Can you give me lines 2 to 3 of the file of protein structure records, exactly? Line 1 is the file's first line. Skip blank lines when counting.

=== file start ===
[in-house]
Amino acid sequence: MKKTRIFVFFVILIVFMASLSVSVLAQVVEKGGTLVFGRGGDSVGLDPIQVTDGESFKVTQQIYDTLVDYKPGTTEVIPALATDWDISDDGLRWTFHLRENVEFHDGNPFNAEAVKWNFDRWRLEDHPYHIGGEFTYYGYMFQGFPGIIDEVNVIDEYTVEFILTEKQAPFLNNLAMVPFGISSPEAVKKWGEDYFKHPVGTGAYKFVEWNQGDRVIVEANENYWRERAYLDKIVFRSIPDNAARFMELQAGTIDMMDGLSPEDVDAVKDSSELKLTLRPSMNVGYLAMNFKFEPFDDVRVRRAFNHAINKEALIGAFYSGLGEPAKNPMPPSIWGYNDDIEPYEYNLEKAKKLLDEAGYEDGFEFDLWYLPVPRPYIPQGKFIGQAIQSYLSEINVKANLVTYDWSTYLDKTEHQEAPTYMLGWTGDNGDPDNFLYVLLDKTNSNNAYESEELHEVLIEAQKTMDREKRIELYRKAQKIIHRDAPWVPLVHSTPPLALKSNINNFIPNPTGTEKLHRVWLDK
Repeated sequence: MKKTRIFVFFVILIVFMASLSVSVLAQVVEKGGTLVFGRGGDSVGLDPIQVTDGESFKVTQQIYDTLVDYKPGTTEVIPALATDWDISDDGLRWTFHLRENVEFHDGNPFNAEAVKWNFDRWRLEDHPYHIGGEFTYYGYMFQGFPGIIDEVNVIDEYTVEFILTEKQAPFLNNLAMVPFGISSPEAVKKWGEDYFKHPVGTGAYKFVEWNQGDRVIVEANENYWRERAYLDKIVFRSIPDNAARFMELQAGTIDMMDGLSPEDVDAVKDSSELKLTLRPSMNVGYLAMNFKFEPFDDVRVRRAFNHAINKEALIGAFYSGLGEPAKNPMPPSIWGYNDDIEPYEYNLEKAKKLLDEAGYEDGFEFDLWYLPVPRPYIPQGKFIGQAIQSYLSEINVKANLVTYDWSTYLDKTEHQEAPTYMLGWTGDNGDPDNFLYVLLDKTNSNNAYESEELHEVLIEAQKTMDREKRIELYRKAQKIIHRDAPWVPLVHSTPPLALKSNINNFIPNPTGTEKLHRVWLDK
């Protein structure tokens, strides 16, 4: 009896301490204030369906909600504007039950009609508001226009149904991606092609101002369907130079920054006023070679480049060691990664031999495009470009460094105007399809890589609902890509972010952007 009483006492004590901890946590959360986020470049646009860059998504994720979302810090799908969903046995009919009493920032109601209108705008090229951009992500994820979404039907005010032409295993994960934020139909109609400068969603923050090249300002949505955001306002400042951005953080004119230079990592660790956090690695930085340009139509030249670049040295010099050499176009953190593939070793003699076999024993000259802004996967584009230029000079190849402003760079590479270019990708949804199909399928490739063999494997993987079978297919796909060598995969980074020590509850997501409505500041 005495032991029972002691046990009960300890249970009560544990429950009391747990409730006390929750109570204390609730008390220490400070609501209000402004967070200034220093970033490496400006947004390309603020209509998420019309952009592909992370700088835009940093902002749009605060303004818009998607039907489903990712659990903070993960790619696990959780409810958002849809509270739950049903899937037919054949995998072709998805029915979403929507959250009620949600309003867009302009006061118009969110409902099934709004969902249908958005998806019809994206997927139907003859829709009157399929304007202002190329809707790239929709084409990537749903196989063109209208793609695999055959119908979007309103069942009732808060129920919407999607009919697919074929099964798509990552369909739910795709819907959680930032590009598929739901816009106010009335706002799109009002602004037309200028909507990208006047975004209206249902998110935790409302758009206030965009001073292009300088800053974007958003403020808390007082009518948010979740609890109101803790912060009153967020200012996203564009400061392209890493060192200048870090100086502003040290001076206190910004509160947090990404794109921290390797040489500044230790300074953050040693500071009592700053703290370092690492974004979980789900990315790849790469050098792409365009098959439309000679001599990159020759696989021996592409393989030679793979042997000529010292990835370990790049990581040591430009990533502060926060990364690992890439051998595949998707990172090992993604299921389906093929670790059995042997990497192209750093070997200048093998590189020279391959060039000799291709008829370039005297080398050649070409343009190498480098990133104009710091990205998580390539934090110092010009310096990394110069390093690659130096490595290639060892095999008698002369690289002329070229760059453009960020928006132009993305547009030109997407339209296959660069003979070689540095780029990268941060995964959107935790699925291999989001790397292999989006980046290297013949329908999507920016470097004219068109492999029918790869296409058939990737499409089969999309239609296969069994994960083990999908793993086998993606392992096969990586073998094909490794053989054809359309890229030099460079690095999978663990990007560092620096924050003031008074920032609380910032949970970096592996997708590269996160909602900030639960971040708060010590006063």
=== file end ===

Amino acid sequence: MKKTRIFVFFVILIVFMASLSVSVLAQVVEKGGTLVFGRGGDSVGLDPIQVTDGESFKVTQQIYDTLVDYKPGTTEVIPALATDWDISDDGLRWTFHLRENVEFHDGNPFNAEAVKWNFDRWRLEDHPYHIGGEFTYYGYMFQGFPGIIDEVNVIDEYTVEFILTEKQAPFLNNLAMVPFGISSPEAVKKWGEDYFKHPVGTGAYKFVEWNQGDRVIVEANENYWRERAYLDKIVFRSIPDNAARFMELQAGTIDMMDGLSPEDVDAVKDSSELKLTLRPSMNVGYLAMNFKFEPFDDVRVRRAFNHAINKEALIGAFYSGLGEPAKNPMPPSIWGYNDDIEPYEYNLEKAKKLLDEAGYEDGFEFDLWYLPVPRPYIPQGKFIGQAIQSYLSEINVKANLVTYDWSTYLDKTEHQEAPTYMLGWTGDNGDPDNFLYVLLDKTNSNNAYESEELHEVLIEAQKTMDREKRIELYRKAQKIIHRDAPWVPLVHSTPPLALKSNINNFIPNPTGTEKLHRVWLDK
Repeated sequence: MKKTRIFVFFVILIVFMASLSVSVLAQVVEKGGTLVFGRGGDSVGLDPIQVTDGESFKVTQQIYDTLVDYKPGTTEVIPALATDWDISDDGLRWTFHLRENVEFHDGNPFNAEAVKWNFDRWRLEDHPYHIGGEFTYYGYMFQGFPGIIDEVNVIDEYTVEFILTEKQAPFLNNLAMVPFGISSPEAVKKWGEDYFKHPVGTGAYKFVEWNQGDRVIVEANENYWRERAYLDKIVFRSIPDNAARFMELQAGTIDMMDGLSPEDVDAVKDSSELKLTLRPSMNVGYLAMNFKFEPFDDVRVRRAFNHAINKEALIGAFYSGLGEPAKNPMPPSIWGYNDDIEPYEYNLEKAKKLLDEAGYEDGFEFDLWYLPVPRPYIPQGKFIGQAIQSYLSEINVKANLVTYDWSTYLDKTEHQEAPTYMLGWTGDNGDPDNFLYVLLDKTNSNNAYESEELHEVLIEAQKTMDREKRIELYRKAQKIIHRDAPWVPLVHSTPPLALKSNINNFIPNPTGTEKLHRVWLDK